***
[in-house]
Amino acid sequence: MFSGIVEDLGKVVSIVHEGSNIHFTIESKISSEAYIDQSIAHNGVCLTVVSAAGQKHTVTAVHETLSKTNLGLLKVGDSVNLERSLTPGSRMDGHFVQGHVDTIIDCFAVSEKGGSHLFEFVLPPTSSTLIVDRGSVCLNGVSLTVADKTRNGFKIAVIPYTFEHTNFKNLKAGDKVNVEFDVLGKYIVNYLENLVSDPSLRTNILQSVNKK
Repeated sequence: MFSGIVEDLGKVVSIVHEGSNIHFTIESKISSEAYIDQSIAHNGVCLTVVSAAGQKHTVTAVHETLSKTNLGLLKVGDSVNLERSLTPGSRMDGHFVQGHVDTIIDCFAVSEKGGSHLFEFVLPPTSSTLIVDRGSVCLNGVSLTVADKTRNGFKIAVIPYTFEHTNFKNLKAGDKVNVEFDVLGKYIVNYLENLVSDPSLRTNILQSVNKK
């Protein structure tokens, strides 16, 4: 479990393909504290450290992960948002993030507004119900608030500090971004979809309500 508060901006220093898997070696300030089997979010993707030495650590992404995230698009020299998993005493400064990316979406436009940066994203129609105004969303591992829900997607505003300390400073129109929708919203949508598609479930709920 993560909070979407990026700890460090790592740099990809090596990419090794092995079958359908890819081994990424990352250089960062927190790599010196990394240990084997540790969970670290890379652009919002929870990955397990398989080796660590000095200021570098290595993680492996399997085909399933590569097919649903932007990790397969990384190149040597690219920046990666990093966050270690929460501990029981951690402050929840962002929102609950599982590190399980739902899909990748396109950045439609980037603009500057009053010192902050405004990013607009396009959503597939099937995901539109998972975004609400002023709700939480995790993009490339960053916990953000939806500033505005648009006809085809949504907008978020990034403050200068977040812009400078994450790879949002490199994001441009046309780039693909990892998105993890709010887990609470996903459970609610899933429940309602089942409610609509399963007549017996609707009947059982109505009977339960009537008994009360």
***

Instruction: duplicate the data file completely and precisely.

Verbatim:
[in-house]
Amino acid sequence: MFSGIVEDLGKVVSIVHEGSNIHFTIESKISSEAYIDQSIAHNGVCLTVVSAAGQKHTVTAVHETLSKTNLGLLKVGDSVNLERSLTPGSRMDGHFVQGHVDTIIDCFAVSEKGGSHLFEFVLPPTSSTLIVDRGSVCLNGVSLTVADKTRNGFKIAVIPYTFEHTNFKNLKAGDKVNVEFDVLGKYIVNYLENLVSDPSLRTNILQSVNKK
Repeated sequence: MFSGIVEDLGKVVSIVHEGSNIHFTIESKISSEAYIDQSIAHNGVCLTVVSAAGQKHTVTAVHETLSKTNLGLLKVGDSVNLERSLTPGSRMDGHFVQGHVDTIIDCFAVSEKGGSHLFEFVLPPTSSTLIVDRGSVCLNGVSLTVADKTRNGFKIAVIPYTFEHTNFKNLKAGDKVNVEFDVLGKYIVNYLENLVSDPSLRTNILQSVNKK
């Protein structure tokens, strides 16, 4: 479990393909504290450290992960948002993030507004119900608030500090971004979809309500 508060901006220093898997070696300030089997979010993707030495650590992404995230698009020299998993005493400064990316979406436009940066994203129609105004969303591992829900997607505003300390400073129109929708919203949508598609479930709920 993560909070979407990026700890460090790592740099990809090596990419090794092995079958359908890819081994990424990352250089960062927190790599010196990394240990084997540790969970670290890379652009919002929870990955397990398989080796660590000095200021570098290595993680492996399997085909399933590569097919649903932007990790397969990384190149040597690219920046990666990093966050270690929460501990029981951690402050929840962002929102609950599982590190399980739902899909990748396109950045439609980037603009500057009053010192902050405004990013607009396009959503597939099937995901539109998972975004609400002023709700939480995790993009490339960053916990953000939806500033505005648009006809085809949504907008978020990034403050200068977040812009400078994450790879949002490199994001441009046309780039693909990892998105993890709010887990609470996903459970609610899933429940309602089942409610609509399963007549017996609707009947059982109505009977339960009537008994009360």